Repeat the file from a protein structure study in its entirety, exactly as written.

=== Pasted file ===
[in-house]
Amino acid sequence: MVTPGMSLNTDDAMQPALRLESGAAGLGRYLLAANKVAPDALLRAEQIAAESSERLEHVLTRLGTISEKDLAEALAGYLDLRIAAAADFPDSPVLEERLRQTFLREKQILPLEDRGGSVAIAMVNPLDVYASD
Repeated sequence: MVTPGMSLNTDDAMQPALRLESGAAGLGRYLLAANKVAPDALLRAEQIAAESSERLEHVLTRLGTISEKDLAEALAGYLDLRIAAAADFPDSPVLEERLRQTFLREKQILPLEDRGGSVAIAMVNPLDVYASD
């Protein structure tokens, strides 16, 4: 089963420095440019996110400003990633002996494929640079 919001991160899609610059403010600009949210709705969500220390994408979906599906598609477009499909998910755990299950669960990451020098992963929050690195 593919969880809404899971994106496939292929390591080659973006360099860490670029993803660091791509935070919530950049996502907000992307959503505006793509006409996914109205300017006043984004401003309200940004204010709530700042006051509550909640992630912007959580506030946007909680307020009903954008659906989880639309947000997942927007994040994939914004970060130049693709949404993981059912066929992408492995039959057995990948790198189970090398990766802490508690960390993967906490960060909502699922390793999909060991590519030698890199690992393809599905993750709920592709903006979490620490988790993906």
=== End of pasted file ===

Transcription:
[in-house]
Amino acid sequence: MVTPGMSLNTDDAMQPALRLESGAAGLGRYLLAANKVAPDALLRAEQIAAESSERLEHVLTRLGTISEKDLAEALAGYLDLRIAAAADFPDSPVLEERLRQTFLREKQILPLEDRGGSVAIAMVNPLDVYASD
Repeated sequence: MVTPGMSLNTDDAMQPALRLESGAAGLGRYLLAANKVAPDALLRAEQIAAESSERLEHVLTRLGTISEKDLAEALAGYLDLRIAAAADFPDSPVLEERLRQTFLREKQILPLEDRGGSVAIAMVNPLDVYASD
């Protein structure tokens, strides 16, 4: 089963420095440019996110400003990633002996494929640079 919001991160899609610059403010600009949210709705969500220390994408979906599906598609477009499909998910755990299950669960990451020098992963929050690195 593919969880809404899971994106496939292929390591080659973006360099860490670029993803660091791509935070919530950049996502907000992307959503505006793509006409996914109205300017006043984004401003309200940004204010709530700042006051509550909640992630912007959580506030946007909680307020009903954008659906989880639309947000997942927007994040994939914004970060130049693709949404993981059912066929992408492995039959057995990948790198189970090398990766802490508690960390993967906490960060909502699922390793999909060991590519030698890199690992393809599905993750709920592709903006979490620490988790993906």